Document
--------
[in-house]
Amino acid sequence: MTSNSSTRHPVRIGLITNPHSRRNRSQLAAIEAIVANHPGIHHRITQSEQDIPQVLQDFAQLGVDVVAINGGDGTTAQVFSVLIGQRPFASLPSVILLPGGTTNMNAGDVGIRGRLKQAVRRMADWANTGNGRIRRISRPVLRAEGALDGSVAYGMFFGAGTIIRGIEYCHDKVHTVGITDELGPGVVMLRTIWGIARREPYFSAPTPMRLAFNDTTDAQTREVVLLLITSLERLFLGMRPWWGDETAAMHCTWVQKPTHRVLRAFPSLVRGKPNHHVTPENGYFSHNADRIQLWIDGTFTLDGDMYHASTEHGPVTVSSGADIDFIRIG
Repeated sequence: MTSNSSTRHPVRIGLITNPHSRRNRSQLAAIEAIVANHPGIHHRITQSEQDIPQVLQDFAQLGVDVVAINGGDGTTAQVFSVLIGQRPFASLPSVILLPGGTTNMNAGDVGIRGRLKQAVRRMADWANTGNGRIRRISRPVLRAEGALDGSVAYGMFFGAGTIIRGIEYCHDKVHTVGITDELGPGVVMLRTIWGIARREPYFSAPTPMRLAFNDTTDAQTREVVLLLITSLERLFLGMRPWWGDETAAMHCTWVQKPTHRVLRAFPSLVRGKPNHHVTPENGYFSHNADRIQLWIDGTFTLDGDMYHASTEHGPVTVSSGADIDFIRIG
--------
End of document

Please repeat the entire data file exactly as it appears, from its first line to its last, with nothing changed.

[in-house]
Amino acid sequence: MTSNSSTRHPVRIGLITNPHSRRNRSQLAAIEAIVANHPGIHHRITQSEQDIPQVLQDFAQLGVDVVAINGGDGTTAQVFSVLIGQRPFASLPSVILLPGGTTNMNAGDVGIRGRLKQAVRRMADWANTGNGRIRRISRPVLRAEGALDGSVAYGMFFGAGTIIRGIEYCHDKVHTVGITDELGPGVVMLRTIWGIARREPYFSAPTPMRLAFNDTTDAQTREVVLLLITSLERLFLGMRPWWGDETAAMHCTWVQKPTHRVLRAFPSLVRGKPNHHVTPENGYFSHNADRIQLWIDGTFTLDGDMYHASTEHGPVTVSSGADIDFIRIG
Repeated sequence: MTSNSSTRHPVRIGLITNPHSRRNRSQLAAIEAIVANHPGIHHRITQSEQDIPQVLQDFAQLGVDVVAINGGDGTTAQVFSVLIGQRPFASLPSVILLPGGTTNMNAGDVGIRGRLKQAVRRMADWANTGNGRIRRISRPVLRAEGALDGSVAYGMFFGAGTIIRGIEYCHDKVHTVGITDELGPGVVMLRTIWGIARREPYFSAPTPMRLAFNDTTDAQTREVVLLLITSLERLFLGMRPWWGDETAAMHCTWVQKPTHRVLRAFPSLVRGKPNHHVTPENGYFSHNADRIQLWIDGTFTLDGDMYHASTEHGPVTVSSGADIDFIRIG